With Russia seeking to maintain Ankara's tilt toward Moscow, the Kremlin has suggested Syrian government forces could establish Turkey's proposed safe zone. During the Moscow January 23 meeting with Turkish President Erdoğan, President Putin declared that the 1998 Adana Protocol between Ankara and Damascus was still operative. Under the agreement, Syria closed PKK bases on its territories, imprisoned PKK fighters, and expelled PKK head Abdullah Öcalan, resulting in his 1999 capture. Iran joined the protocol in 2003 and would likely support Russia's proposal in order to limit cooperation between the Egypt-Saudi Arabia-UAE bloc and Damascus. At the next meeting of the Astana guarantors, Ankara may find itself forced to accept a Syrian-administered safe zone based on some updated understanding of the Adana Protocol.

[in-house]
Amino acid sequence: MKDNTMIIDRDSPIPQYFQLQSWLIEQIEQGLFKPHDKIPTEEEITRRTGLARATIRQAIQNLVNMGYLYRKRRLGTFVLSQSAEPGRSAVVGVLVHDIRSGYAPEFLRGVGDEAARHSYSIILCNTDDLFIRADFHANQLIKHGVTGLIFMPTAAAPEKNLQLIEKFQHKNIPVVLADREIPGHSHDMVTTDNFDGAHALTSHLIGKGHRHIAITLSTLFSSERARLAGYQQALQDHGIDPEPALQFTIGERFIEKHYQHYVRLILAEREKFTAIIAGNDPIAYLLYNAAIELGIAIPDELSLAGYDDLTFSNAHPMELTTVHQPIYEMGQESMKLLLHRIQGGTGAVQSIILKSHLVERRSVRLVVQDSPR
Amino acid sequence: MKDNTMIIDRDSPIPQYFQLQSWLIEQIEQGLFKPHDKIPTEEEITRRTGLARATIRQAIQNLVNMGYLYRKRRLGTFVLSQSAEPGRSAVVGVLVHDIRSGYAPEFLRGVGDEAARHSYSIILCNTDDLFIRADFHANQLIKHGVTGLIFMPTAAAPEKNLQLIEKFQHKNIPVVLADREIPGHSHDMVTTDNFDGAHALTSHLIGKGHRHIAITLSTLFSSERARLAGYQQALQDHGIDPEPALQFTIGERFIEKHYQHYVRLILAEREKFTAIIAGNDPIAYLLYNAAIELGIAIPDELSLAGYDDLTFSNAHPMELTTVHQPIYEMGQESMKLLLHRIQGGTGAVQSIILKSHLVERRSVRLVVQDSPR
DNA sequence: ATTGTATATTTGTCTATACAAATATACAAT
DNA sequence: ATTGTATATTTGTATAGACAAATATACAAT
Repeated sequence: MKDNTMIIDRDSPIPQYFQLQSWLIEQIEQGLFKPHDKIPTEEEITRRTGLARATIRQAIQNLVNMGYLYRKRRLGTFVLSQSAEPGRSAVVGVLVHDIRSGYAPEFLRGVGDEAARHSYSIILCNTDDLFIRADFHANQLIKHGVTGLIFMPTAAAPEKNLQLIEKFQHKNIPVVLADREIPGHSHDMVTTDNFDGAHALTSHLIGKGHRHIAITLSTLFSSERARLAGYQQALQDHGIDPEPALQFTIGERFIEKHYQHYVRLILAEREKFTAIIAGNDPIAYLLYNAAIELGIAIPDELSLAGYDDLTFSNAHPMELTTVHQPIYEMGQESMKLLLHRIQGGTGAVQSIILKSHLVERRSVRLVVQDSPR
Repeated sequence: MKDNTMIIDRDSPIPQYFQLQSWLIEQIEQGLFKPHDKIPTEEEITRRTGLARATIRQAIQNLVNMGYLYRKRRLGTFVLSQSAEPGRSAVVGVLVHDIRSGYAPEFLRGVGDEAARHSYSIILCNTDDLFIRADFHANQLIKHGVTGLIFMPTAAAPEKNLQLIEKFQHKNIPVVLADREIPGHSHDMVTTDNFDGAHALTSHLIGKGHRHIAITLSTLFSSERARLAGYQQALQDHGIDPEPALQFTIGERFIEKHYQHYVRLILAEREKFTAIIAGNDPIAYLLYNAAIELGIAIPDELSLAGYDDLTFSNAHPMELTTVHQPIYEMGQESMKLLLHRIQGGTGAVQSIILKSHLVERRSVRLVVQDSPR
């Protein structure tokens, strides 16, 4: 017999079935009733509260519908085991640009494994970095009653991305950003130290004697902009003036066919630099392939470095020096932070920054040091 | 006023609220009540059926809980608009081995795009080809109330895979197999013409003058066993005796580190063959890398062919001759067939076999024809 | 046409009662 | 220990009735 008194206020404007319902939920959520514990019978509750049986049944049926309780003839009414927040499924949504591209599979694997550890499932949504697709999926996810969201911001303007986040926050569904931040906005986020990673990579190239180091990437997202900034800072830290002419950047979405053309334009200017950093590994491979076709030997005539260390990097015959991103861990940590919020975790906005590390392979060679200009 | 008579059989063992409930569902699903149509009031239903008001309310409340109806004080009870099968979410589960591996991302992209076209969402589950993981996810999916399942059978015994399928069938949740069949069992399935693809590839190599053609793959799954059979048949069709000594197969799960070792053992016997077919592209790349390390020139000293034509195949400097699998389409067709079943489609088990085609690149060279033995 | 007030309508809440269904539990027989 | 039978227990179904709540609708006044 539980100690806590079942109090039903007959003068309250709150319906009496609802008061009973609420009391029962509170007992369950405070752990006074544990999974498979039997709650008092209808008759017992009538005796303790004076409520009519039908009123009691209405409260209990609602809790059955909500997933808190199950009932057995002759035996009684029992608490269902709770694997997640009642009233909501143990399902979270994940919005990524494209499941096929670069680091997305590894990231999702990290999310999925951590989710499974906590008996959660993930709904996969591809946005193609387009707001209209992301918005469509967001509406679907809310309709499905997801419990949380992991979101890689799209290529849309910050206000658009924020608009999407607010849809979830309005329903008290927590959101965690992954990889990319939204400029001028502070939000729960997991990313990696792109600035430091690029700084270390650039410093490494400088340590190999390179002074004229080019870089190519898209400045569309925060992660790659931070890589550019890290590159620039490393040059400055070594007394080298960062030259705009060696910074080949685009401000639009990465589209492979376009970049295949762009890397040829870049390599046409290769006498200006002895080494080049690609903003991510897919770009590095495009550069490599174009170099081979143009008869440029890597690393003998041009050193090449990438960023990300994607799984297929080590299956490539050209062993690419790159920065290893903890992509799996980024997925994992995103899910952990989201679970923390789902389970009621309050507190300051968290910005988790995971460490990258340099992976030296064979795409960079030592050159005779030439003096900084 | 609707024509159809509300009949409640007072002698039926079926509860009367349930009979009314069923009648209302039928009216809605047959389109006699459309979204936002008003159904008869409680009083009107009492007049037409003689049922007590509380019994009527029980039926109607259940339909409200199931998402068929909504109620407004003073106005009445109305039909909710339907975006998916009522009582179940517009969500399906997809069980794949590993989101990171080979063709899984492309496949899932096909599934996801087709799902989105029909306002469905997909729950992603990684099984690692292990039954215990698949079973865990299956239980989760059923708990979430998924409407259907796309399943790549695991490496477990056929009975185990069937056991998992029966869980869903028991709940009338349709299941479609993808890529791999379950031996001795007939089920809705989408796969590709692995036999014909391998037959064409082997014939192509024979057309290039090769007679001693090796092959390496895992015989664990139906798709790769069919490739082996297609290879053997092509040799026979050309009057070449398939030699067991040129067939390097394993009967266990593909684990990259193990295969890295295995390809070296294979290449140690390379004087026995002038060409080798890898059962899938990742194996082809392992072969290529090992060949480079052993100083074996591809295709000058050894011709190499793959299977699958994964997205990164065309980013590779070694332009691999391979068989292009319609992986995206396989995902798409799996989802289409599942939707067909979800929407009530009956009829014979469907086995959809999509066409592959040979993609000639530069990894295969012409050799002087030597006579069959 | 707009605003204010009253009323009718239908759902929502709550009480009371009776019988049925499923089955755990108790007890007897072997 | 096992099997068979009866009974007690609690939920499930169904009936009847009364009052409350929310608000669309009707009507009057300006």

Dr. Micha’el Tanchum is a Fellow at the Truman Research Institute for the Advancement of Peace, Hebrew University and an affiliated scholar with the Centre for Strategic Studies at Başkent University in Ankara, Turkey (Başkent-SAM).  Follow @michaeltanchum.

Picture credit: accessed on January 24, 2019